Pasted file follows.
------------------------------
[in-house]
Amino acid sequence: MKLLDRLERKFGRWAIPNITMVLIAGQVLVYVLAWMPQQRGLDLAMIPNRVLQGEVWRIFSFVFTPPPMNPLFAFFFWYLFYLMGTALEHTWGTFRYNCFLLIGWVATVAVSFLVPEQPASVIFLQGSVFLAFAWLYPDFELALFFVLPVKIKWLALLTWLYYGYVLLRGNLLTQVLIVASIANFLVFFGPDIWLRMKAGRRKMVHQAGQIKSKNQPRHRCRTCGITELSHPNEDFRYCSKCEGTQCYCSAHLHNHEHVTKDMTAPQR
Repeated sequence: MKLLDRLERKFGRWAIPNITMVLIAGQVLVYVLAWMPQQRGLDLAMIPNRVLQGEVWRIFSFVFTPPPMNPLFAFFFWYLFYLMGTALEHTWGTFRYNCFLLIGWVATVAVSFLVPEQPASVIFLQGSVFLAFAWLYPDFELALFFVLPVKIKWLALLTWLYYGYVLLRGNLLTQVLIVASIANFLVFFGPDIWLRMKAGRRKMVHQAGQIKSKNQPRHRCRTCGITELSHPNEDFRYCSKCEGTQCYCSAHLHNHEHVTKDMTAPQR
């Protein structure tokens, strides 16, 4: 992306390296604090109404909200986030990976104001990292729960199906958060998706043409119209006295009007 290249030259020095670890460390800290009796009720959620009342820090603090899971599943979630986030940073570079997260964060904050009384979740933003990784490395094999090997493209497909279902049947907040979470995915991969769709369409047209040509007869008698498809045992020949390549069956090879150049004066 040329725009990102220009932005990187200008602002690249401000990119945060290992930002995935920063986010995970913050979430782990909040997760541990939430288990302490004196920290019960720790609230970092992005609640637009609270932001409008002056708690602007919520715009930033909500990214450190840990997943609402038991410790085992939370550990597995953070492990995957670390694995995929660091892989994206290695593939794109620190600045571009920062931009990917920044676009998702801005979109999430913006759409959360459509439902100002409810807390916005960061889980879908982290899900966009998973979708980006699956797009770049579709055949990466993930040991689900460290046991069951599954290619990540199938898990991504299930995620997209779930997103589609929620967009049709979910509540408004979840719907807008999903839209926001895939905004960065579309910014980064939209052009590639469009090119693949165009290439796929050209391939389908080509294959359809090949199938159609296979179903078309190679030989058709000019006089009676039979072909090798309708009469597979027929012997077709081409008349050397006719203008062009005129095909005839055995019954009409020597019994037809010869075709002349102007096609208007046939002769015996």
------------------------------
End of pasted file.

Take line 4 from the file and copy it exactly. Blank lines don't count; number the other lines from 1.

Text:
């Protein structure tokens, strides 16, 4: 992306390296604090109404909200986030990976104001990292729960199906958060998706043409119209006295009007 290249030259020095670890460390800290009796009720959620009342820090603090899971599943979630986030940073570079997260964060904050009384979740933003990784490395094999090997493209497909279902049947907040979470995915991969769709369409047209040509007869008698498809045992020949390549069956090879150049004066 040329725009990102220009932005990187200008602002690249401000990119945060290992930002995935920063986010995970913050979430782990909040997760541990939430288990302490004196920290019960720790609230970092992005609640637009609270932001409008002056708690602007919520715009930033909500990214450190840990997943609402038991410790085992939370550990597995953070492990995957670390694995995929660091892989994206290695593939794109620190600045571009920062931009990917920044676009998702801005979109999430913006759409959360459509439902100002409810807390916005960061889980879908982290899900966009998973979708980006699956797009770049579709055949990466993930040991689900460290046991069951599954290619990540199938898990991504299930995620997209779930997103589609929620967009049709979910509540408004979840719907807008999903839209926001895939905004960065579309910014980064939209052009590639469009090119693949165009290439796929050209391939389908080509294959359809090949199938159609296979179903078309190679030989058709000019006089009676039979072909090798309708009469597979027929012997077709081409008349050397006719203008062009005129095909005839055995019954009409020597019994037809010869075709002349102007096609208007046939002769015996």